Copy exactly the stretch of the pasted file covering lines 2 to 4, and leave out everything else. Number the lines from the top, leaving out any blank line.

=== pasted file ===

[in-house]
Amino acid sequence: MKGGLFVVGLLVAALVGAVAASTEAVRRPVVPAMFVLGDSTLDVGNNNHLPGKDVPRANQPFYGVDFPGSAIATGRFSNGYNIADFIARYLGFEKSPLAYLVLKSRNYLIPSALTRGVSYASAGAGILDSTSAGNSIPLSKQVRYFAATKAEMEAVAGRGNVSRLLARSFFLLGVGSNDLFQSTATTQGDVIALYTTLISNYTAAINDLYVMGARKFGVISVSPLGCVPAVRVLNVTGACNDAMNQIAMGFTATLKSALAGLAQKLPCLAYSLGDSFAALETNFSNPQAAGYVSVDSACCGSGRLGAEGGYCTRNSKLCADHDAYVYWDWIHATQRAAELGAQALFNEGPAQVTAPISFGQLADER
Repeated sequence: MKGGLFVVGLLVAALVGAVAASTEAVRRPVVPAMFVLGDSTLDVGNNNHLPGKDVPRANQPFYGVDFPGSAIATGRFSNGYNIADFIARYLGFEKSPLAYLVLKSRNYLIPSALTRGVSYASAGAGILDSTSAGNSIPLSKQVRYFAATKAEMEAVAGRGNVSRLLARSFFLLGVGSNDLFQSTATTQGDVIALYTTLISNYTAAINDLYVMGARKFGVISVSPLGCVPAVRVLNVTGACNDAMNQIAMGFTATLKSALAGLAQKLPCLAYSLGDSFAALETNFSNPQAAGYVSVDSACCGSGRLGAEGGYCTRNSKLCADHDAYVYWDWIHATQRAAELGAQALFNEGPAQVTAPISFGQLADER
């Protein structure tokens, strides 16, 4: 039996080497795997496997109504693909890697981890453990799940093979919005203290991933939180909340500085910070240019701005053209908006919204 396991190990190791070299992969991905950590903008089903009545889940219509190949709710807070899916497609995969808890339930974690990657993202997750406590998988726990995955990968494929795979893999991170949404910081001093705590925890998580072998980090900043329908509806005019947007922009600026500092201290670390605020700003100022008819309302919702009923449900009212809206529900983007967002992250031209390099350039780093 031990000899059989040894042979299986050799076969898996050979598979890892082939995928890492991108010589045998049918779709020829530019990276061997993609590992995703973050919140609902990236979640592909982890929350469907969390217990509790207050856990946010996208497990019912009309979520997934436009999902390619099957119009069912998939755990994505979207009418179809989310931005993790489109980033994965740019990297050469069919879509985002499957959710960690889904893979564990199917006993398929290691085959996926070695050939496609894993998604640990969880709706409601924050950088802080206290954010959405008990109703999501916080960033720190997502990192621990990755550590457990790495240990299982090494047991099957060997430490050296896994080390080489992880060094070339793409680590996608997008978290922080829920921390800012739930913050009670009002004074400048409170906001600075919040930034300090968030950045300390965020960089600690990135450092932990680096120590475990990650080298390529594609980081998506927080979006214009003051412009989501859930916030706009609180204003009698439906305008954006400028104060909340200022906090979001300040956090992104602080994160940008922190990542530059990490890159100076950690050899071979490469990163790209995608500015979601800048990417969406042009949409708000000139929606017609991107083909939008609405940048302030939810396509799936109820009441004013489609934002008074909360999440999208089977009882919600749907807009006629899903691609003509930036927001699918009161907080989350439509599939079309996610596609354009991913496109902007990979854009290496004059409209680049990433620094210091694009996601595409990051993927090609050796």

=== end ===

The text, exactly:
Amino acid sequence: MKGGLFVVGLLVAALVGAVAASTEAVRRPVVPAMFVLGDSTLDVGNNNHLPGKDVPRANQPFYGVDFPGSAIATGRFSNGYNIADFIARYLGFEKSPLAYLVLKSRNYLIPSALTRGVSYASAGAGILDSTSAGNSIPLSKQVRYFAATKAEMEAVAGRGNVSRLLARSFFLLGVGSNDLFQSTATTQGDVIALYTTLISNYTAAINDLYVMGARKFGVISVSPLGCVPAVRVLNVTGACNDAMNQIAMGFTATLKSALAGLAQKLPCLAYSLGDSFAALETNFSNPQAAGYVSVDSACCGSGRLGAEGGYCTRNSKLCADHDAYVYWDWIHATQRAAELGAQALFNEGPAQVTAPISFGQLADER
Repeated sequence: MKGGLFVVGLLVAALVGAVAASTEAVRRPVVPAMFVLGDSTLDVGNNNHLPGKDVPRANQPFYGVDFPGSAIATGRFSNGYNIADFIARYLGFEKSPLAYLVLKSRNYLIPSALTRGVSYASAGAGILDSTSAGNSIPLSKQVRYFAATKAEMEAVAGRGNVSRLLARSFFLLGVGSNDLFQSTATTQGDVIALYTTLISNYTAAINDLYVMGARKFGVISVSPLGCVPAVRVLNVTGACNDAMNQIAMGFTATLKSALAGLAQKLPCLAYSLGDSFAALETNFSNPQAAGYVSVDSACCGSGRLGAEGGYCTRNSKLCADHDAYVYWDWIHATQRAAELGAQALFNEGPAQVTAPISFGQLADER
């Protein structure tokens, strides 16, 4: 039996080497795997496997109504693909890697981890453990799940093979919005203290991933939180909340500085910070240019701005053209908006919204 396991190990190791070299992969991905950590903008089903009545889940219509190949709710807070899916497609995969808890339930974690990657993202997750406590998988726990995955990968494929795979893999991170949404910081001093705590925890998580072998980090900043329908509806005019947007922009600026500092201290670390605020700003100022008819309302919702009923449900009212809206529900983007967002992250031209390099350039780093 031990000899059989040894042979299986050799076969898996050979598979890892082939995928890492991108010589045998049918779709020829530019990276061997993609590992995703973050919140609902990236979640592909982890929350469907969390217990509790207050856990946010996208497990019912009309979520997934436009999902390619099957119009069912998939755990994505979207009418179809989310931005993790489109980033994965740019990297050469069919879509985002499957959710960690889904893979564990199917006993398929290691085959996926070695050939496609894993998604640990969880709706409601924050950088802080206290954010959405008990109703999501916080960033720190997502990192621990990755550590457990790495240990299982090494047991099957060997430490050296896994080390080489992880060094070339793409680590996608997008978290922080829920921390800012739930913050009670009002004074400048409170906001600075919040930034300090968030950045300390965020960089600690990135450092932990680096120590475990990650080298390529594609980081998506927080979006214009003051412009989501859930916030706009609180204003009698439906305008954006400028104060909340200022906090979001300040956090992104602080994160940008922190990542530059990490890159100076950690050899071979490469990163790209995608500015979601800048990417969406042009949409708000000139929606017609991107083909939008609405940048302030939810396509799936109820009441004013489609934002008074909360999440999208089977009882919600749907807009006629899903691609003509930036927001699918009161907080989350439509599939079309996610596609354009991913496109902007990979854009290496004059409209680049990433620094210091694009996601595409990051993927090609050796």